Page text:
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State revisits how to handle young adults who commit crimes

Thomas Hawk/Flickr

The criminal justice system has long treated juveniles who commit crimes differently than adults. Now, research suggests young adults ages 18 to 25 should receive different treatment, as well, and the state is reviewing whether it will make that distinction.

The push to distinguish between young adults and older adults in criminal justice is based on brain research that says the former haven't fully reached adulthood: physically, financially or emotionally. Increasingly, many people are reaching milestones later in life, such as getting married and establishing careers, says Columbia University researcher Lael E.H. Chester.

“That’s important because those are also elements that we know are helpful to steer people away from crime,” said Chester, the director of the Emerging Adult Project, which strives to inform effective justice responses that advance successful paths to adulthood.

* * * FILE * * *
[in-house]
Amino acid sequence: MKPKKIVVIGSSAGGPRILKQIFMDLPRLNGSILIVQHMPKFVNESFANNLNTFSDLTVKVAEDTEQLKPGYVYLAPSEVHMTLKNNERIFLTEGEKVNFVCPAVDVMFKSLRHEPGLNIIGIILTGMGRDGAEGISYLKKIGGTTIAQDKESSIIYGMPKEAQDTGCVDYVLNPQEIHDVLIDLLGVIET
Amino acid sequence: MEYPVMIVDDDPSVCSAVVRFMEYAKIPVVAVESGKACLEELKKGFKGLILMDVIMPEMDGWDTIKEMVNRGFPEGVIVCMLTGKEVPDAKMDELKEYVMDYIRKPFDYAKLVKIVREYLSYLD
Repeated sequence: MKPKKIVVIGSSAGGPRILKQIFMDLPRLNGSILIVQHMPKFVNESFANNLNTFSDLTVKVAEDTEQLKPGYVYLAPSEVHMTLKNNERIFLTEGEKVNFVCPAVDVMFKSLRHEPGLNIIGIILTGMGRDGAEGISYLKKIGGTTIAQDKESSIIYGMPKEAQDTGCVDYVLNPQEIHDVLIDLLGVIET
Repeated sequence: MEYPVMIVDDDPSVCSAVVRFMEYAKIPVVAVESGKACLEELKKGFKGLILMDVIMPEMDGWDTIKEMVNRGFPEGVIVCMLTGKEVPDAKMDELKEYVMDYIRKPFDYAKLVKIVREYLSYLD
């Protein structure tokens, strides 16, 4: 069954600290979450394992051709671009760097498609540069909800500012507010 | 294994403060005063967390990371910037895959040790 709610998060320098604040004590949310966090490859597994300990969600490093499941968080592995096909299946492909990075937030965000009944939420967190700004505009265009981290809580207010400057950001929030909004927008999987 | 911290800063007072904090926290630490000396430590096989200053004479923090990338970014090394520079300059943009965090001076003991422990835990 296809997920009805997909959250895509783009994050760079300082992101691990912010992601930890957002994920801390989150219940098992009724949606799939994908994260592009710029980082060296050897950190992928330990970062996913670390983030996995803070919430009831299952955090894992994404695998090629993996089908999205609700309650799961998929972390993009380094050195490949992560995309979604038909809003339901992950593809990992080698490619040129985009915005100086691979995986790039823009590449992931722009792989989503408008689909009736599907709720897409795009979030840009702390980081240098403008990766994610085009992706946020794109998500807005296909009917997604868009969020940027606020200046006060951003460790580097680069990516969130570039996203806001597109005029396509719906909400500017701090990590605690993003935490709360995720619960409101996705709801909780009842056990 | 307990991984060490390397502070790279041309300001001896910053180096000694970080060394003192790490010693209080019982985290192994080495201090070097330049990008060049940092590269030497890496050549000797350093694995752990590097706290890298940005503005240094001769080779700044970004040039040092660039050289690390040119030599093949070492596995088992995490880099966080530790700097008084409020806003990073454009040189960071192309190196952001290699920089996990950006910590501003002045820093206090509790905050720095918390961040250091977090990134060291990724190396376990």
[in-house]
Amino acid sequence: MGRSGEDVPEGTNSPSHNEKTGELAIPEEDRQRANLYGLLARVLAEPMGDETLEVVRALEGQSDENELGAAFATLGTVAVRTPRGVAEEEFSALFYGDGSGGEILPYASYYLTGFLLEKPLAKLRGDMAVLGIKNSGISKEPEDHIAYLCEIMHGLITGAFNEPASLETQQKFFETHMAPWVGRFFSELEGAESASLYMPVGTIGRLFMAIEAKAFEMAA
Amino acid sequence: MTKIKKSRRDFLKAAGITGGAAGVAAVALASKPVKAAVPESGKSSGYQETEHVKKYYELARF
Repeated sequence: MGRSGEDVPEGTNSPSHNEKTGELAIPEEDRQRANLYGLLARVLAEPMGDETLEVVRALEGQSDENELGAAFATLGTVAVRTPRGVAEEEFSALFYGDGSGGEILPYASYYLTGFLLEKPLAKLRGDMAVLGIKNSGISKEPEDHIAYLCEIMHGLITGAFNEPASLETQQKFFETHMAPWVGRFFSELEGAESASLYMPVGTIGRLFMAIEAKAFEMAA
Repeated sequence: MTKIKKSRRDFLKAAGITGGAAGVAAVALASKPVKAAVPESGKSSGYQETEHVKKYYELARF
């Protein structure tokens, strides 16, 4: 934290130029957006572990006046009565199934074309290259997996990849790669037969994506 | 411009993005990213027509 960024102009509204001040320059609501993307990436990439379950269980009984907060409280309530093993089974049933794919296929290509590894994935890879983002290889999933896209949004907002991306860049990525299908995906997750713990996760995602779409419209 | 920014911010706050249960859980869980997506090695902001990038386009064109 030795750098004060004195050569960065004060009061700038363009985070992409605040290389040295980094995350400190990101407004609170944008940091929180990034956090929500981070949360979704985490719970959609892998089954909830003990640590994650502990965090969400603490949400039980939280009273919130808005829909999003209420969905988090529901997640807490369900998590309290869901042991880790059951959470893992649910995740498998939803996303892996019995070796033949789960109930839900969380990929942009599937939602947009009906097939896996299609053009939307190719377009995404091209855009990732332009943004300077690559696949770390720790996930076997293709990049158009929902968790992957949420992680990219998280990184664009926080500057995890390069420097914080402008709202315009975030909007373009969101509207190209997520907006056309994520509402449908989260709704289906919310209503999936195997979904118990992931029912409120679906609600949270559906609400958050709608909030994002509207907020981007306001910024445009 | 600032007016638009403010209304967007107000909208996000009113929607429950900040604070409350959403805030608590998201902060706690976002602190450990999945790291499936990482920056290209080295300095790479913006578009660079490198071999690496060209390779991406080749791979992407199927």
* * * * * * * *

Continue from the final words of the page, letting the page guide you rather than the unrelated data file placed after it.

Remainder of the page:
Chester recently spoke to a Washington legislative committee that’s looking into possible changes in how the state deals with 18- to 25-year-olds who commit crimes. Other states have set up special courts to deal with that age group, and some have allowed young adults to be charged the same as juveniles for certain crimes.

Paula is a former host, reporter and producer who retired from KNKX in 2021. She joined the station in 1989 as All Things Considered host and covered the Law and Justice beat for 15 years. Paula grew up in Idaho and, prior to KNKX, worked in public radio and television in Boise, San Francisco and upstate New York.
Kari Plog is a former KNKX reporter who covered the people and systems in Pierce, Thurston and Kitsap counties, with an emphasis on police accountability.